In this issue

Here and now

News feature: Why we need to talk about race (free article)
Catherine Jackson asks what is stopping us

The month – books


The big issues

Putting race on the agenda
Interview with BACP President David Weaver.

The danger years
Natalie Bailey works with young people at the sharp edge of inner-city violence.

Come on, people, hear me!
Wayne Mertins-Brown asks, where are the black, male counsellors?

Understanding African beingness and becoming
Erica Mapule McInnis explains African-centred therapy.

You called and we came (free article)
Helen George explores the resonances in the recent Windrush immigration fiasco.

Addressing racism in therapeutic practice
Isha McKenzie-Mavinga explores what prevents racism being discussed in therapy.


Turning point
Dwight Turner draws wisdom from experience.

Research matters
Working with cultural difference

Should I warn clients about my change of appearance?

Analyse me
Dawn Estefan answers our questionnaire.

Your association

From the Chair and President

Looking after our students' mental health

Digital technology survey

Cover of Therapy Today October 2018

A pdf of this issue is available from the Therapy Today archive.

Editor’s note

Welcome to what we believe is the first-ever black issue of Therapy Today. The idea for this issue came from BACP member Helen George. She contacted the Board of Governors, who were delighted to run with it. We chose this month because it is also Black History Month – an important annual event for the UK black community. This is also why we focus here specifically on black African and African-Caribbean therapy.

‘We’ are BACP President David Weaver, BACP trustees Myira Khan and Natalie Bailey, Helen George, and TT editor Catherine Jackson.

Putting together this issue has been an exciting adventure into new places and new networks. Black counsellors and psychotherapists have gladly shared their thinking and their work. There are articles on counselling young people in inner-city areas where knife crime and violence have become so normalised that many barely think to mention it; on the Windrush generation, exploring how easily this resilient, proud group of (now) elders can slip through the safety net of social justice; on African-centred therapies, which draw on ancestral, spiritual and community traditions that have great resonance for many black people living here in the UK today; and on naming racism in our counselling rooms and training institutions, where it is still too often an unspoken, retraumatising presence, a source of pain and rage for the client, and a source of anxiety and even fear for therapists.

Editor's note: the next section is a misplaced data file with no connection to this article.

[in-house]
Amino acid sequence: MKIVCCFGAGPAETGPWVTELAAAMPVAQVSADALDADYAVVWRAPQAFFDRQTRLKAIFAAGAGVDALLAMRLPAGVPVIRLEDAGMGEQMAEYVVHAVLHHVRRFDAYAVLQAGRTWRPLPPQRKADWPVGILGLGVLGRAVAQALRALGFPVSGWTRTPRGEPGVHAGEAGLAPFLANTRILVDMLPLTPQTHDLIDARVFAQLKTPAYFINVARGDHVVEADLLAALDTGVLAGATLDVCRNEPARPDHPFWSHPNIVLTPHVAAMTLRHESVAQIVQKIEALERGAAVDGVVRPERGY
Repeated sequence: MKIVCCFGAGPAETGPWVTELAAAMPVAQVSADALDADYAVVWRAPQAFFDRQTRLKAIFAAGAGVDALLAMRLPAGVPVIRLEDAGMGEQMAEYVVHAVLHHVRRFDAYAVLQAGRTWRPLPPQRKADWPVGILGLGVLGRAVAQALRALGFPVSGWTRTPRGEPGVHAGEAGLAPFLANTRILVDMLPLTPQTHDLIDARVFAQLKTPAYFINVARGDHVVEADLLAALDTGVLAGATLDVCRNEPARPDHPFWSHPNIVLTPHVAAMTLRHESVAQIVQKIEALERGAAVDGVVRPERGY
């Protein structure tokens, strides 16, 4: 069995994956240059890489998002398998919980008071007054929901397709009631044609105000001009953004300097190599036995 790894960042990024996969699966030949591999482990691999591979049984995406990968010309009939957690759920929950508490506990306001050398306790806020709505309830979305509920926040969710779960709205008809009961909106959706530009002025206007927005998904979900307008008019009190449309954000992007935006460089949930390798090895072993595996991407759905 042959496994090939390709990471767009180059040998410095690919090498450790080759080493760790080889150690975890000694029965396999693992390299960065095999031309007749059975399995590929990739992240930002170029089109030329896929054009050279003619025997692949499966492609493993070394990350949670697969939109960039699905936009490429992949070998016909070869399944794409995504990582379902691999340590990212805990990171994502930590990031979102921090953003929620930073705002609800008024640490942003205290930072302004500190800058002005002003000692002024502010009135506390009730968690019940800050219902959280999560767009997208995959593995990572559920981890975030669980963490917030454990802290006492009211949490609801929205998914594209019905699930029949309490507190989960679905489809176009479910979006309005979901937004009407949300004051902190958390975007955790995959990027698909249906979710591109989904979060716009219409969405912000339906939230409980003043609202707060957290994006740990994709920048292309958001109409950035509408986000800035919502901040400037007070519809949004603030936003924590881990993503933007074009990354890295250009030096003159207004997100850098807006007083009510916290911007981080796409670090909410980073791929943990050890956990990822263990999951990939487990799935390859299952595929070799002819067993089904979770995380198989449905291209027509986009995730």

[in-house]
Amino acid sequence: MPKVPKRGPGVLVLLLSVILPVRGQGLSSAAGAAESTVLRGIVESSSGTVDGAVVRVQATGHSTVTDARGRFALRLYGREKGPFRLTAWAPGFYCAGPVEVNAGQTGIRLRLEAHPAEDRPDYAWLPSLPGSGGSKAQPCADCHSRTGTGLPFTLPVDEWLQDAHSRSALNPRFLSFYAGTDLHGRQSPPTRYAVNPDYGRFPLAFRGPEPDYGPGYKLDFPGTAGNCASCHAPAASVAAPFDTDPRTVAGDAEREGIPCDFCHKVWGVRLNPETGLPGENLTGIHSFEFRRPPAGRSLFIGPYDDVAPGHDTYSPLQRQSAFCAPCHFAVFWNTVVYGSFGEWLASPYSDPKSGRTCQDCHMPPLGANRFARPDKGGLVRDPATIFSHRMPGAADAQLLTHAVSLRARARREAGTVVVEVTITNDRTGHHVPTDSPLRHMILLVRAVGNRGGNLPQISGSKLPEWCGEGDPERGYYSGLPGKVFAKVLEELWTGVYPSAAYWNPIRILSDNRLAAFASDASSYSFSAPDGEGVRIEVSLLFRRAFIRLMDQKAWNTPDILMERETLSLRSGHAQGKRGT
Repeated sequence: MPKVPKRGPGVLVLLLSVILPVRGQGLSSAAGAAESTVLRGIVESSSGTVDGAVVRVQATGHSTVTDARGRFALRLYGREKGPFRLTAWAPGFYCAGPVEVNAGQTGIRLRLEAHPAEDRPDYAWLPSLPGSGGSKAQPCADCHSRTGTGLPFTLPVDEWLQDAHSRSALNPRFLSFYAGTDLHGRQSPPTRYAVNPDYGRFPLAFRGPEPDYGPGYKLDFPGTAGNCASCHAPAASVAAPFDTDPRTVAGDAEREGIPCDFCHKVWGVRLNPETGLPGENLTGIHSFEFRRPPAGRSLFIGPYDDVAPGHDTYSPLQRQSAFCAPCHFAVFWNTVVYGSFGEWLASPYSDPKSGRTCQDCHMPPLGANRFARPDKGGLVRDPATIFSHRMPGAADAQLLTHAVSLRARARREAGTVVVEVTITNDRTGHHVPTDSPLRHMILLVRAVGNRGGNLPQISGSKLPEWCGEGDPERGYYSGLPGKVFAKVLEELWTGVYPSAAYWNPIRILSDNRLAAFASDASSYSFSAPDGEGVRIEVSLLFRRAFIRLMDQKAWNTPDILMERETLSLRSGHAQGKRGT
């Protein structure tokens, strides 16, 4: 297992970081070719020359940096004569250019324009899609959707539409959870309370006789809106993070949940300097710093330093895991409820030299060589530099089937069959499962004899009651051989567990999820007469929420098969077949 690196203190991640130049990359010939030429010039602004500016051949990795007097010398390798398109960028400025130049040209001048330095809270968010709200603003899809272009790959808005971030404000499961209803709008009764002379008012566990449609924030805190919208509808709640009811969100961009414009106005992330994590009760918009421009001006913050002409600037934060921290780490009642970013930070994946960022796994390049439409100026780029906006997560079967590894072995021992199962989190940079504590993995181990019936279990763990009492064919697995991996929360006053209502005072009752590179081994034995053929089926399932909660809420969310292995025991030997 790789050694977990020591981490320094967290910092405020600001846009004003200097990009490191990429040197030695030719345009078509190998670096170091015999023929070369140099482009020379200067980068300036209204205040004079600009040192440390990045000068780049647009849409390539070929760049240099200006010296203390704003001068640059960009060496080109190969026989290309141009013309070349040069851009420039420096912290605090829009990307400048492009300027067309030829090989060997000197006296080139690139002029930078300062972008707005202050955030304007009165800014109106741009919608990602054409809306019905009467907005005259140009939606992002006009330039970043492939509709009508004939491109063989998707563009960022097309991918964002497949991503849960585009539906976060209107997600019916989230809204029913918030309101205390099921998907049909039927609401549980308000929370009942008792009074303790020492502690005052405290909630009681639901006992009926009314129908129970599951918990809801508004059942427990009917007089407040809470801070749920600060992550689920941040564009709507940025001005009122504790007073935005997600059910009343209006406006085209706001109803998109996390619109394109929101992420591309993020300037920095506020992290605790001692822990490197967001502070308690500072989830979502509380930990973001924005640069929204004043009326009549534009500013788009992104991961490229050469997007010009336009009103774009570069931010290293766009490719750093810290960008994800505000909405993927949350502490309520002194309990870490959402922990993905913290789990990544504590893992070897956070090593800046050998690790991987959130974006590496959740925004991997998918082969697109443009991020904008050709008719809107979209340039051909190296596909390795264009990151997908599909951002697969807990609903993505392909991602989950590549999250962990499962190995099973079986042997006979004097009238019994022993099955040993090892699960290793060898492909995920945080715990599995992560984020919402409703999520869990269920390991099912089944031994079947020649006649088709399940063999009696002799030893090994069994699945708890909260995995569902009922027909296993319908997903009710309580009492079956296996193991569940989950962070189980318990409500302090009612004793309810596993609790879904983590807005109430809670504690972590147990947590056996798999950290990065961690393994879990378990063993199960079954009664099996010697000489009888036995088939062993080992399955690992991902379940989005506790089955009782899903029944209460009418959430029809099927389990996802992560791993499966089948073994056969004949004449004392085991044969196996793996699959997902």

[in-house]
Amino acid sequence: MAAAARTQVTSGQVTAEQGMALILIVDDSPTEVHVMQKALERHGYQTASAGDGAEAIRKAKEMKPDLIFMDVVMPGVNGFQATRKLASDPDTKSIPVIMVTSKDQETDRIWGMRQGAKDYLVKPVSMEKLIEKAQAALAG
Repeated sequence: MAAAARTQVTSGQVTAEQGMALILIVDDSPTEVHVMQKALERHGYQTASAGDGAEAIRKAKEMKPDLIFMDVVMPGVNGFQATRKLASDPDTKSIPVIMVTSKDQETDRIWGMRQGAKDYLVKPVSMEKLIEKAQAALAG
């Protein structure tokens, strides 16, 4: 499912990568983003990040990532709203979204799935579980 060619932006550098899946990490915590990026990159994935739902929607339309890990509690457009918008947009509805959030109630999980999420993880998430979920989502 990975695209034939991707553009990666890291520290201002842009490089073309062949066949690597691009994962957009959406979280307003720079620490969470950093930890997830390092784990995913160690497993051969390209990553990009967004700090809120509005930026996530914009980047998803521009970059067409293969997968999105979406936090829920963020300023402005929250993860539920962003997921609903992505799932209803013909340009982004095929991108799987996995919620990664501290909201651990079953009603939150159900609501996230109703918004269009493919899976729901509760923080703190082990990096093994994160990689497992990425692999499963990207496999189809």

This issue is not a one-off; nor do we see it as in any way a ‘best of’ collection of black thinking in counselling and psychotherapy today. It is a launch pad that will, we hope, inspire more writing by therapists of all ethnicities about issues of race, diversity and culture. We also hope it will be a catalyst for further discussion within BACP about how the Association can help support all its members to feel confident and equipped to work with race and diversity. As a profession, we need to tackle what is widely regarded as a failure in our education and training to adequately address race. We need to ensure that the profession is truly representative of all ethnicities and that all practitioners are better equipped in terms of cultural competence and confidence.

We sincerely hope you enjoy this issue.

Natalie Bailey, Helen George, Myira Khan, Catherine Jackson and David Weaver